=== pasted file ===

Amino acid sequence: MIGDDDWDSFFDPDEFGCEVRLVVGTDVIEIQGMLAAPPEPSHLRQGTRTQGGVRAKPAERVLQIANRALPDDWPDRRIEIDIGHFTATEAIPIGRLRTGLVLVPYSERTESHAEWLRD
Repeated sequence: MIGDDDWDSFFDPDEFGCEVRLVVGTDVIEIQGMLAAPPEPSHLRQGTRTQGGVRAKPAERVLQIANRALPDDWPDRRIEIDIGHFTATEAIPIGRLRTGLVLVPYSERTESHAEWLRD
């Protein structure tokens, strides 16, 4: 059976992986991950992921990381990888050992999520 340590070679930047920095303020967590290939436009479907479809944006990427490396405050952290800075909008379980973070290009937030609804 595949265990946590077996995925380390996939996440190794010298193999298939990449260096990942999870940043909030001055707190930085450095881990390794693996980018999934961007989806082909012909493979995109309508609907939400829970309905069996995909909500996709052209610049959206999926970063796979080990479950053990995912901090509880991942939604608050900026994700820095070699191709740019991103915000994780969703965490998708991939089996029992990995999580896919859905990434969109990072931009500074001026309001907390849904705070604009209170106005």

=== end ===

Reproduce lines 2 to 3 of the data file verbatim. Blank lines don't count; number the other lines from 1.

Repeated sequence: MIGDDDWDSFFDPDEFGCEVRLVVGTDVIEIQGMLAAPPEPSHLRQGTRTQGGVRAKPAERVLQIANRALPDDWPDRRIEIDIGHFTATEAIPIGRLRTGLVLVPYSERTESHAEWLRD
């Protein structure tokens, strides 16, 4: 059976992986991950992921990381990888050992999520 340590070679930047920095303020967590290939436009479907479809944006990427490396405050952290800075909008379980973070290009937030609804 595949265990946590077996995925380390996939996440190794010298193999298939990449260096990942999870940043909030001055707190930085450095881990390794693996980018999934961007989806082909012909493979995109309508609907939400829970309905069996995909909500996709052209610049959206999926970063796979080990479950053990995912901090509880991942939604608050900026994700820095070699191709740019991103915000994780969703965490998708991939089996029992990995999580896919859905990434969109990072931009500074001026309001907390849904705070604009209170106005």